Homeowners’ love of open spaces, trimmed lawns and pesticides is making it harder and harder for our favourite species to continue to survive. Bugs which would breed in long grass have nowhere to go, making it harder for garden birds to find reliable sources of food. Butterflies and bumblebees, which are integral for pollination, have fewer wildflowers to feast on and often find pesticides in maintained flower beds. Wild mammals such as hedgehogs, badgers and rabbits have nowhere to hide, breed and hibernate and the changing climate often means that those animals who do hibernate are waking up far too early.
What Can I Do To Help?
By making room for a wild space in your garden, you can start to support British wildlife in a real, active way. You don’t need to transform your whole garden into a meadow, but something is always better than nothing. Take a few square meters of space at the back of your lawn, overturn an unused vegetable patch or repurpose some beds and borders and allow the space to return to nature. By letting grass grow out and planting wildflowers (which often take a full season to come in), you can encourage more insects to land and breed, in turn feeding your garden birds. Long grass and flowers give small mammals more places to hide and you can combine your wild space with a compost heap or log pile to provide hedgehogs with a safe space to hibernate in the winter.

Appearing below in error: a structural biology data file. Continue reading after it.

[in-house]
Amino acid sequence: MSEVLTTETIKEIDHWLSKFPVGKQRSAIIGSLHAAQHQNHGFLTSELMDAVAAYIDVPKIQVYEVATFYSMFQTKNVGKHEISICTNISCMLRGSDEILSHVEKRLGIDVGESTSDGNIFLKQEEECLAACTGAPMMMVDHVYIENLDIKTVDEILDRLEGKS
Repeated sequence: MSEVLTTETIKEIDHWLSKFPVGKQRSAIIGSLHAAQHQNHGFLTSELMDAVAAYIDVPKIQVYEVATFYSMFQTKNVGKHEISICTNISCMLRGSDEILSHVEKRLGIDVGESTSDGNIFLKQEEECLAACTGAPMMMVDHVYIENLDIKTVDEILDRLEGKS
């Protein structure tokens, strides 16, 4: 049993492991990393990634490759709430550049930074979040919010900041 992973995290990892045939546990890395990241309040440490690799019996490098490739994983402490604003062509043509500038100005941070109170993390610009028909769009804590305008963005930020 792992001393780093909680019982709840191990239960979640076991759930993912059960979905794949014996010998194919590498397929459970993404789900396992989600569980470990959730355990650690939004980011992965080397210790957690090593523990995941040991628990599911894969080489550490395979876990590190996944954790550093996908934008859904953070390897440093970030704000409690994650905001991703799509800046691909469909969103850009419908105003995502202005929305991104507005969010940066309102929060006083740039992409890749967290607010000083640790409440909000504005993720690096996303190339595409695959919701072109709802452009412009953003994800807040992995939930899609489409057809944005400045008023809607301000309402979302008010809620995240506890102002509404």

Stop your endless battle against the weeds and simply let them grow – and put that bottle of weedkiller down! A weed is just a flower that’s grown in the wrong place: start viewing it as a flower that’s grown in the right place. Plant more self-seeding flowers (or make an effort to seed your own flowers) which not only saves you money but also encourages plants to grow just as nature intended: wherever they land! Replace traditional fence panels (which can often trap animals) with hedges which allow them to pass from garden to garden, as well as providing a safe place for birds to nest.
If you’re keen on growing your own food, step away from pesticides and try using garlic water instead. If you’re still worried about slugs, encourage nature to solve the problem for you – a pond will attract frogs and toads, and they’ll eat the slugs. A garden pond with sloping sides (or an exit ramp) will also give garden birds and wild mammals a safe place to drink and bathe.
A wild garden is, invariably, a messy garden. For hundreds of years we’ve taken pride in our perfectly manicured, well-curated gardens with neat flower beds and horizontally-striped lawns. But in 2018, we have to ask ourselves a question: what do we value more – our perfect lawns or the beautiful, natural world which is struggling to thrive around us?
Lotti works with the Primrose Product Loading team, creating product descriptions and newsletter headers.
When not writing, Lotti enjoys watching (and over-analyzing) indie movies with a pint from the local craft brewery or cosplaying at London Comic Con.
Lotti is learning to roller skate, with limited success.